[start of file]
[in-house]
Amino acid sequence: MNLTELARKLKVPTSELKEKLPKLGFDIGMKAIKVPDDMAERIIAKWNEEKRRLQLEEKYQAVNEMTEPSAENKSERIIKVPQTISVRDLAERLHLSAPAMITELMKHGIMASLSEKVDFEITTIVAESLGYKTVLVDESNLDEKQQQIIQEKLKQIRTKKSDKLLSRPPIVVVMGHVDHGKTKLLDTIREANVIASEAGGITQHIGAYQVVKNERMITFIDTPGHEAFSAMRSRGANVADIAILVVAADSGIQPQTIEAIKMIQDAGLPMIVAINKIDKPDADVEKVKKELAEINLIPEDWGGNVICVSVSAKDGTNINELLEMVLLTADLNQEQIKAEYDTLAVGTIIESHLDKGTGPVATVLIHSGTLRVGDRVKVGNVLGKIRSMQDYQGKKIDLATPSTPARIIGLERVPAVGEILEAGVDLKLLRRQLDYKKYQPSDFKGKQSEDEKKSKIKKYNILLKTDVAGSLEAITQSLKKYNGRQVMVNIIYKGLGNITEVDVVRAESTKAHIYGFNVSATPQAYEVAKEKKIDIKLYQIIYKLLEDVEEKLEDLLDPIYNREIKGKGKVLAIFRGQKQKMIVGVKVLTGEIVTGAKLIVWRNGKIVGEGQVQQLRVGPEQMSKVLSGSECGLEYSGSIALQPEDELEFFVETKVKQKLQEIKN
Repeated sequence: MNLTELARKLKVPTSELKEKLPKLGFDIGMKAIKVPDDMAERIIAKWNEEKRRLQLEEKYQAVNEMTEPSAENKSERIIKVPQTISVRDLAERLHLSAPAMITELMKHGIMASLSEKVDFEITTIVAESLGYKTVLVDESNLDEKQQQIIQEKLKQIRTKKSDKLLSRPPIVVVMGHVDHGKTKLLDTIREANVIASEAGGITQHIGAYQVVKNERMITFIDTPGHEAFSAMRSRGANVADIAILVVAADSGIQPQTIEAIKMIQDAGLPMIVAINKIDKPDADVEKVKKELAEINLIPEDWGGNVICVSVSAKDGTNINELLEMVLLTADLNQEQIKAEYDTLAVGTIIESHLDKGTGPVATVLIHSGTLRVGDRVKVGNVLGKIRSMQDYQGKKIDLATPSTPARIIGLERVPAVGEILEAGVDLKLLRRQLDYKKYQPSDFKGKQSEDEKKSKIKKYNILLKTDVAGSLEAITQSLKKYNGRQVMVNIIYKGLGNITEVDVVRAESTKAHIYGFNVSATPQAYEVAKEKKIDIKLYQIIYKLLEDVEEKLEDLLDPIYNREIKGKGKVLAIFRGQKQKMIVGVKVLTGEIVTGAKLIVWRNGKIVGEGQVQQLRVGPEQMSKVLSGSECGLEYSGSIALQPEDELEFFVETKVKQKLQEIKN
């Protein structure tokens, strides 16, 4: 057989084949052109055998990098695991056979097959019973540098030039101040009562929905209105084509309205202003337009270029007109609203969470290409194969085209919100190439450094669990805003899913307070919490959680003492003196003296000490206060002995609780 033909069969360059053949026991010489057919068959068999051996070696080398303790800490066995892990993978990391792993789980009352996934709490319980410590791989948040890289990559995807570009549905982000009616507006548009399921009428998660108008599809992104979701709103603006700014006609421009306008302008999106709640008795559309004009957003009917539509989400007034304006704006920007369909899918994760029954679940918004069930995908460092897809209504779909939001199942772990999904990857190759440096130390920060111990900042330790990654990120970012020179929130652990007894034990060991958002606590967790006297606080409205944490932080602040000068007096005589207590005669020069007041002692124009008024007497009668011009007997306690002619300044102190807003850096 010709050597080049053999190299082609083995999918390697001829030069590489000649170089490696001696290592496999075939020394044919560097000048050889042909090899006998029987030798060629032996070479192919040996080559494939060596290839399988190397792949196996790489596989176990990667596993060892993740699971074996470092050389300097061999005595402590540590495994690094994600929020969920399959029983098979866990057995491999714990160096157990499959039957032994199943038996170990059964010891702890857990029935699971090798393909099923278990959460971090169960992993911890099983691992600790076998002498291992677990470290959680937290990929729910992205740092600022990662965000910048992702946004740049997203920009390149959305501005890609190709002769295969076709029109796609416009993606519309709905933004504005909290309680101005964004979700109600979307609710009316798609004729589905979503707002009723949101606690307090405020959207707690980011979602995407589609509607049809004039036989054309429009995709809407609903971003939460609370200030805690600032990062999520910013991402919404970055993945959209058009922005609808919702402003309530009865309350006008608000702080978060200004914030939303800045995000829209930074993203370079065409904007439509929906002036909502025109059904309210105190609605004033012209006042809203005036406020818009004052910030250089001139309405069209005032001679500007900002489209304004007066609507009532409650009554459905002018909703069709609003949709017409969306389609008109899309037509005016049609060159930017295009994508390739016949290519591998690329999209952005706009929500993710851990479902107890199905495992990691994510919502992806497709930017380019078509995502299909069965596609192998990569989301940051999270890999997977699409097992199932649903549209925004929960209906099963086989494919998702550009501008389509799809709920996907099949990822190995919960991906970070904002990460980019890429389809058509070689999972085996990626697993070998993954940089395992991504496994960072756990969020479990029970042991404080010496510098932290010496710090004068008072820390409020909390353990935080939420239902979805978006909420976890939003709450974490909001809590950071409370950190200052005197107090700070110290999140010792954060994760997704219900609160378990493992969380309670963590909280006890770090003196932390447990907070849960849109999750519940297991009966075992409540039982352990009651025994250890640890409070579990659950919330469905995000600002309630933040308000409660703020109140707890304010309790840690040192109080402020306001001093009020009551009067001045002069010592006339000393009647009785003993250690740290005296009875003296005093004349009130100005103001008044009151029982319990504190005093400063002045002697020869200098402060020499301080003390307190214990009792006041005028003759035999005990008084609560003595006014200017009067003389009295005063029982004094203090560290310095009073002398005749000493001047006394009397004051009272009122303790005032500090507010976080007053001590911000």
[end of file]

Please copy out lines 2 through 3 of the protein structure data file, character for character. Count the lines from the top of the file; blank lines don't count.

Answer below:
Amino acid sequence: MNLTELARKLKVPTSELKEKLPKLGFDIGMKAIKVPDDMAERIIAKWNEEKRRLQLEEKYQAVNEMTEPSAENKSERIIKVPQTISVRDLAERLHLSAPAMITELMKHGIMASLSEKVDFEITTIVAESLGYKTVLVDESNLDEKQQQIIQEKLKQIRTKKSDKLLSRPPIVVVMGHVDHGKTKLLDTIREANVIASEAGGITQHIGAYQVVKNERMITFIDTPGHEAFSAMRSRGANVADIAILVVAADSGIQPQTIEAIKMIQDAGLPMIVAINKIDKPDADVEKVKKELAEINLIPEDWGGNVICVSVSAKDGTNINELLEMVLLTADLNQEQIKAEYDTLAVGTIIESHLDKGTGPVATVLIHSGTLRVGDRVKVGNVLGKIRSMQDYQGKKIDLATPSTPARIIGLERVPAVGEILEAGVDLKLLRRQLDYKKYQPSDFKGKQSEDEKKSKIKKYNILLKTDVAGSLEAITQSLKKYNGRQVMVNIIYKGLGNITEVDVVRAESTKAHIYGFNVSATPQAYEVAKEKKIDIKLYQIIYKLLEDVEEKLEDLLDPIYNREIKGKGKVLAIFRGQKQKMIVGVKVLTGEIVTGAKLIVWRNGKIVGEGQVQQLRVGPEQMSKVLSGSECGLEYSGSIALQPEDELEFFVETKVKQKLQEIKN
Repeated sequence: MNLTELARKLKVPTSELKEKLPKLGFDIGMKAIKVPDDMAERIIAKWNEEKRRLQLEEKYQAVNEMTEPSAENKSERIIKVPQTISVRDLAERLHLSAPAMITELMKHGIMASLSEKVDFEITTIVAESLGYKTVLVDESNLDEKQQQIIQEKLKQIRTKKSDKLLSRPPIVVVMGHVDHGKTKLLDTIREANVIASEAGGITQHIGAYQVVKNERMITFIDTPGHEAFSAMRSRGANVADIAILVVAADSGIQPQTIEAIKMIQDAGLPMIVAINKIDKPDADVEKVKKELAEINLIPEDWGGNVICVSVSAKDGTNINELLEMVLLTADLNQEQIKAEYDTLAVGTIIESHLDKGTGPVATVLIHSGTLRVGDRVKVGNVLGKIRSMQDYQGKKIDLATPSTPARIIGLERVPAVGEILEAGVDLKLLRRQLDYKKYQPSDFKGKQSEDEKKSKIKKYNILLKTDVAGSLEAITQSLKKYNGRQVMVNIIYKGLGNITEVDVVRAESTKAHIYGFNVSATPQAYEVAKEKKIDIKLYQIIYKLLEDVEEKLEDLLDPIYNREIKGKGKVLAIFRGQKQKMIVGVKVLTGEIVTGAKLIVWRNGKIVGEGQVQQLRVGPEQMSKVLSGSECGLEYSGSIALQPEDELEFFVETKVKQKLQEIKN